Here’s the cover of the first one: http://www.sff.net/people/doylemacdonald/POTS.GIF

    and here’s the prologue: http://www.sff.net/people/doylemacdonald/POTSEXPT.HTM

    The cover is an accurate portrayal of Beka, after she fakes her death and pretends to be a dandyish pirate/assassin. Also, her brother is a Jedi-analogue and her other brother was fostered on the Wookiee-analogue planet. And one of the other main characters is a dark-skinned woman, also a Jedi-analogue, whom I now fancast as Abbie from Sleepy Hollow. I mean, this is all very reductive because it’s put together MUCH MUCH better than Star Wars! I’m rather fond of the villains–they’re not evil, they just have opposing goals. And there’s history! It’s what happens after the Republic wins, with all the politics that implies. And the three siblings push each other’s buttons in a very realistic way while loving each other and their parents. And the secondary characters aren’t made of cardboard.

    Also, the three cars I’ve owned in my life have been, in order: Delenn, Ivanova, and Beka.

    It might not sound very fluffy, but it’s space opera in the finest tradition. I got some bad news last Friday, tried several books, and this was the one that I was able to fall into.

    If it doesn’t work for you right now (seven books is kind of a lot, but you can stop after the first trilogy) (although I’ve never managed it) may I suggest Karen Lord’s new one? I forget the name but it’s wonderful space opera–I think I said on Twitter that it’s everything I like in 21st century sf. If I were nominating for the Hugos I’d put it on my list.

  12. Selki

    My favorite Jayne Ann Krentz is *After Dark*, paranormal romance fantasy. Fluffy? It has an alien dustbunny in it! đŸ™‚
    Or Connie Willis’ Bellwether, for modern times romance in a corporate setting.

  13. Barb in Maryland

    Natalie–You are buying a house? Well, it is official–your brain is fried (been there, done that, got the shirt to prove it!). Prose is now beyond you. If your brain is even remotely like mine, you are now good only for Sudoku, crosswords, needlework, binge tv watching, but not real reading.
    Good news! after the house is settled, you will discover that reading is exciting and wonderful again. (The above to be read very tongue in cheek!)
    Good luck on your house.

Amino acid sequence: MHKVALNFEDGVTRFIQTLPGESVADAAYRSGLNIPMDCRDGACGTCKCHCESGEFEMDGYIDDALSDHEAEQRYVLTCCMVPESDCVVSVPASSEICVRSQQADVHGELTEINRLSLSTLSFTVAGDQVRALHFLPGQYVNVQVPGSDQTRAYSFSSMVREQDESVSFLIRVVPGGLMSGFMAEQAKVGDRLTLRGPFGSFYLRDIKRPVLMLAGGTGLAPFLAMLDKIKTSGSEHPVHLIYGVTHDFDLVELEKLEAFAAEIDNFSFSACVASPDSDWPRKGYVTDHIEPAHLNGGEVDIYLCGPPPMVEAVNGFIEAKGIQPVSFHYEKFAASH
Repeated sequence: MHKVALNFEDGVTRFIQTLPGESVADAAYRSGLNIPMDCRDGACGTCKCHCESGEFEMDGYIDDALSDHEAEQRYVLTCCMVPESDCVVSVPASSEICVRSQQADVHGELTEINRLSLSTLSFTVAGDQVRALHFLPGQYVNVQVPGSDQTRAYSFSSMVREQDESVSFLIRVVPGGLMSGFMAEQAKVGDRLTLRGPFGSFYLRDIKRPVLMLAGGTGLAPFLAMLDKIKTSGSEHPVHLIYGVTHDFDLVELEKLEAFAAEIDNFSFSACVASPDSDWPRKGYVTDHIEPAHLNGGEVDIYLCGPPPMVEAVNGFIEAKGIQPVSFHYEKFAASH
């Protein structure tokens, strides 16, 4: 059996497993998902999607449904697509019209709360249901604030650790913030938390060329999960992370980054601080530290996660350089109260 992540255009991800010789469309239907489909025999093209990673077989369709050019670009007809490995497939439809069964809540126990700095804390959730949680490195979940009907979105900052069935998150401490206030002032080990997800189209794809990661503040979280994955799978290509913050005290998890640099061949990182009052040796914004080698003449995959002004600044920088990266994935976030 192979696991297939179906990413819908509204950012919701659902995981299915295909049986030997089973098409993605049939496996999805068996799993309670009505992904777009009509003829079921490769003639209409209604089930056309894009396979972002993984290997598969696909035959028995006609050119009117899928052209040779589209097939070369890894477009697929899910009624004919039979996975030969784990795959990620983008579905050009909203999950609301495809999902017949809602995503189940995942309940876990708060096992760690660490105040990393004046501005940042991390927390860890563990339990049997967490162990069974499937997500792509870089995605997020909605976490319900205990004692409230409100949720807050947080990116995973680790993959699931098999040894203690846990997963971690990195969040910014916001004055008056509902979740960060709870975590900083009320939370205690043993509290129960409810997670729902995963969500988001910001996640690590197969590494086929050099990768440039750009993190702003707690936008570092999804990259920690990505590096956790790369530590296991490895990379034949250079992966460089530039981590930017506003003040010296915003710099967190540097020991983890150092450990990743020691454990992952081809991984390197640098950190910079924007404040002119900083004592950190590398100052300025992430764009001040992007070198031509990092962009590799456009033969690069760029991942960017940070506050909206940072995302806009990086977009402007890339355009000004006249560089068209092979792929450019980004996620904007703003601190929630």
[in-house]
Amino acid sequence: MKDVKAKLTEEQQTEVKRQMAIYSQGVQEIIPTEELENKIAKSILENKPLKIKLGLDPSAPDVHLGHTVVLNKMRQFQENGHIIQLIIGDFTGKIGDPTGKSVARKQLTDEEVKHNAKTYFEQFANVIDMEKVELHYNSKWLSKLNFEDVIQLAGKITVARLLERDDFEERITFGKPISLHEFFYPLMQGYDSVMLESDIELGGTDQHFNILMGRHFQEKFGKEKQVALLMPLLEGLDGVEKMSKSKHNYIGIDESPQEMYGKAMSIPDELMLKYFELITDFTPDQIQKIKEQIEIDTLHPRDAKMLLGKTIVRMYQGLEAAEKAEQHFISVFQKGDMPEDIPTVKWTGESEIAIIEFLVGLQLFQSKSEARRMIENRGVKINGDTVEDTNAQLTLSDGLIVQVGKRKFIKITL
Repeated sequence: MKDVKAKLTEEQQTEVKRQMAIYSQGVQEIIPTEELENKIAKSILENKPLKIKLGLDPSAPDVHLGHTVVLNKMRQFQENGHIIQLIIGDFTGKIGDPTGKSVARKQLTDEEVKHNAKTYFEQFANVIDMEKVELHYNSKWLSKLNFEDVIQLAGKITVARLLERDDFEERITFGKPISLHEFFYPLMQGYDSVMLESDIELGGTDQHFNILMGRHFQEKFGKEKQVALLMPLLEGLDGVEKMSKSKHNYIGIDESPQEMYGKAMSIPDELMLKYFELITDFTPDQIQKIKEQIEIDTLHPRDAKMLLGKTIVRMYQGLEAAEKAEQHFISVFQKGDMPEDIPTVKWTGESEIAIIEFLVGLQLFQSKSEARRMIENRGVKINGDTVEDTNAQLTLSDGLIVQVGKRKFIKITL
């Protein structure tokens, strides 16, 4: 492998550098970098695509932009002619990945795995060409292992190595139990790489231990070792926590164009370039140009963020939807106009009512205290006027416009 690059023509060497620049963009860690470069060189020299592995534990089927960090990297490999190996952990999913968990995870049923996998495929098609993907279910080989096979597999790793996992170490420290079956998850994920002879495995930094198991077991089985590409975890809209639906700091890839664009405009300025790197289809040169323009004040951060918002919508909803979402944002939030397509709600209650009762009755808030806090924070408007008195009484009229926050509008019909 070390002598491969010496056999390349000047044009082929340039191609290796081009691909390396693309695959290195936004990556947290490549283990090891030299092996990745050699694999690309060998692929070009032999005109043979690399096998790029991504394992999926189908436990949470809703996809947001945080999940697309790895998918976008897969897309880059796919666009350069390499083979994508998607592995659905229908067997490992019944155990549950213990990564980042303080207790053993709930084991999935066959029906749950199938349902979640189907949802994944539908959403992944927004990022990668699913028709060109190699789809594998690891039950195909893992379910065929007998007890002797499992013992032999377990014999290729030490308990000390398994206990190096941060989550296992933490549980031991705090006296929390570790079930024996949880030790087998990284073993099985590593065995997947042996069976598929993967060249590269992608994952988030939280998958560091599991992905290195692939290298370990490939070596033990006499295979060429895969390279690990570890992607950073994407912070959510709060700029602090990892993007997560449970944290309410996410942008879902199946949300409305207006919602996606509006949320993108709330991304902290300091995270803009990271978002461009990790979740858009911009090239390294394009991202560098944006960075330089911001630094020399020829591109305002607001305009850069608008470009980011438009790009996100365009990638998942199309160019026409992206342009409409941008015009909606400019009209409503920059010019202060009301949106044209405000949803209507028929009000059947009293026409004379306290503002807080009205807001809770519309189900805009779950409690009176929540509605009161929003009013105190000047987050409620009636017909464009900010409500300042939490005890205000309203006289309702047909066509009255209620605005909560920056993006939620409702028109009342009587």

And, hey!, now you’ve got lots of book suggestions!!

  14. janstra

    Have been reading along here for a while, but this is my first comment. I love book sharing ideas.
    When my brain melts I turn to Jane Austen, P G Wodehouse (especially the Blandings Castle novels), and Diana Wynne Jones (she’s wonderful if you’re up for YA fantasy – my favourites are Howl’s Moving Castle, Archer’s Goon, and A Tale of Time City, and anything with Chrestomanci).
    Recently, I’ve been working my way through Mary Stewart’s gothic novels. Nine Coaches Waiting does interesting things with a governess heroine who both loves and mistrusts the hero because she’s interpreting him as if he’s a real-life gothic hero. And Airs Above Ground has a terrific roof-top chase.
    And I find that Jennifer Crusie’s books are a good quick funny read if I’m really stuck. I reread Faking It and Maybe This Time…

  15. Liz Bourke

    Seconding recommendation for Babylon Steel.

  16. Shannon C.

    This is counterproductive for your purposes, but I’m reading Rosemary Kirstein on your recommendation from a few Linkspam posts ago. It is fabulous fluff! I also second the suggestion of Bujold. For paranormal romance, I love Nalini Singh and Meljean Brook–they have really good world-building and interesting, multi-faceted heroines.

  17. Katharina

    How about a over-the-top screwball mystery? Try P.A. Taylor: Beginning with a Bash.
    Not exactly fluffy, just one-of-a-kind comforting: Barry Hughart: Chronicles of Master Li and Number Ten Ox
    Some old-fashioned fantasy with a sorceress I’d very much like to read more of (she’s deliberately delightfully obtuse): P.C. Wrede: The Seven Towers
    A romance where the romance as such is irrelevant – it’s the goofball entanglements that matter: Georgette Heyer: The Talisman Ring
    Fluffy horror, anyone? Simon Green: Blue Moon Rising
    Lighthearted contemporary fantasy (with a likeable slacker heroine): Tanya Huff: Enchantment Emporium

  18. Joopdeloop

    I discovered Zen Cho from a review on DA by Sunita. I liked that one, but I really loved her short story, House of Aunts. Can read online and also lovely audio version. It restored flavors to my reading world… Malaysian undead teen, not at all sparkly or glamorous. http://giganotosaurus.org/2011/12/01/the-house-of-aunts/

  19. Selki

    Wow Joopdeloop, great story! Thanks for posting the link.